A New Jersey statute imposed a tax on domestic stock insurance corporations on the value of intangible property exclusive of tax-exempt property but required an assessment against all intangible property of not less than fifteen per cent of capital and surplus in excess of liabilities. In conformity with this statute, a tax was imposed on the appellant, a domestic stock insurance corporation, of fifteen per cent of the entire net worth, without deduction of the principal amount of tax-exempt United States bonds and accrued interest thereon. The appellant appealed to the United States Supreme Court on the ground that the tax statute was invalid as in conflict with Article I, section 8 of the Federal Constitution, since it interfered with power of Congress to ''borrow on the credit of the United States." The appellant also asserted the tax was in conflict with a federal statute, which generally exempts interest-bearing obligations of the United States from state taxation. Held, reversed. The Supreme Court found the New Jersey statute invalid as in conflict with the federal statute exempting such securities from state or local taxation; nor could it be sustained as a tax on the corporate franchise. Justice Black dissented. New Jersey Realty Title Insurance Co. v. Division of Tax Appeals in Department of Taxation and Finance of New Jersey, 338 U.S. 665, 70 S.Ct. 413 (1950).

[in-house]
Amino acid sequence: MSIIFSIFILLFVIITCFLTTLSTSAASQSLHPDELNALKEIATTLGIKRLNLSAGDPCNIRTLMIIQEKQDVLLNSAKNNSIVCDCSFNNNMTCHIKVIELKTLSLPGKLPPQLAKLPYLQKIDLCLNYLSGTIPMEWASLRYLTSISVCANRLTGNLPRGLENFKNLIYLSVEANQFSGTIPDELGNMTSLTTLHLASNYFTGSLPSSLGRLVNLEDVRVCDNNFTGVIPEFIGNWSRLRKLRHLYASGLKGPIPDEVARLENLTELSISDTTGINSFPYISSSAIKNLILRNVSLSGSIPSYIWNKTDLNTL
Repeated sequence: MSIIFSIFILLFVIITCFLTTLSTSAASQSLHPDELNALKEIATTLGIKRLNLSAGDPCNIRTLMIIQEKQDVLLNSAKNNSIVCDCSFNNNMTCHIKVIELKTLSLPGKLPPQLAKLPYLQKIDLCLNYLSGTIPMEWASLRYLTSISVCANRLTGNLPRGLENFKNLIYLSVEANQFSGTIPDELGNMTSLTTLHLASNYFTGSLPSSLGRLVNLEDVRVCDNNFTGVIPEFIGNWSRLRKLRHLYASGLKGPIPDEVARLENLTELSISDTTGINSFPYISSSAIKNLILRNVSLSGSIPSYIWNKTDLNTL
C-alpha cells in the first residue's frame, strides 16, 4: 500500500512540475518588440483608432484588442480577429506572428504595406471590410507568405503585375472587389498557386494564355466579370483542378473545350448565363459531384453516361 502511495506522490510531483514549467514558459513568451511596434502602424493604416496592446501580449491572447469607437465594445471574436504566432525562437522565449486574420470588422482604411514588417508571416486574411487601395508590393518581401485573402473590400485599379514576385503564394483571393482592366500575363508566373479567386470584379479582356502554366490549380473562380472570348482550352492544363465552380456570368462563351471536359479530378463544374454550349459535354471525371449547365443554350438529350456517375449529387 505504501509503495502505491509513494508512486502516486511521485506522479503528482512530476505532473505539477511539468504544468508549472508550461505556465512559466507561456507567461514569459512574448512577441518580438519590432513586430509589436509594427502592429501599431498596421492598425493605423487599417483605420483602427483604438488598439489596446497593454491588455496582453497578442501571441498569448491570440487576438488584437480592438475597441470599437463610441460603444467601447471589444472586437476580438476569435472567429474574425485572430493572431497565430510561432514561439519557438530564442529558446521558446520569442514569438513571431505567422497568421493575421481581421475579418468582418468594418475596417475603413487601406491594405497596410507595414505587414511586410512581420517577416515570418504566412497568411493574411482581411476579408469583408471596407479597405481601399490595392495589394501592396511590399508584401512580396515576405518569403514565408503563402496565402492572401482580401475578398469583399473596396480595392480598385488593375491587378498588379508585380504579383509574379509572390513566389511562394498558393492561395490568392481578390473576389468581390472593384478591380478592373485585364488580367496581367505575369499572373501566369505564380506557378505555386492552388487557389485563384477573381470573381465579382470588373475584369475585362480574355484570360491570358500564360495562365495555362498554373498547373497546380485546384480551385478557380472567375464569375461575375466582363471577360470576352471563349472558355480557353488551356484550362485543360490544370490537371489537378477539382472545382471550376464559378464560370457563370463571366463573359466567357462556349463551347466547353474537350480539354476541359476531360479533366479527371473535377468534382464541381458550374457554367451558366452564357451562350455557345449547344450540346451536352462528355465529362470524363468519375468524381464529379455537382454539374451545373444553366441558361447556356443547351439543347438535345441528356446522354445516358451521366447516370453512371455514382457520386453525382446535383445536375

TAXATION-IMMUNITY OF FEDERAL BONDS TO STATE TAXATION,
Mich. L. Rev.
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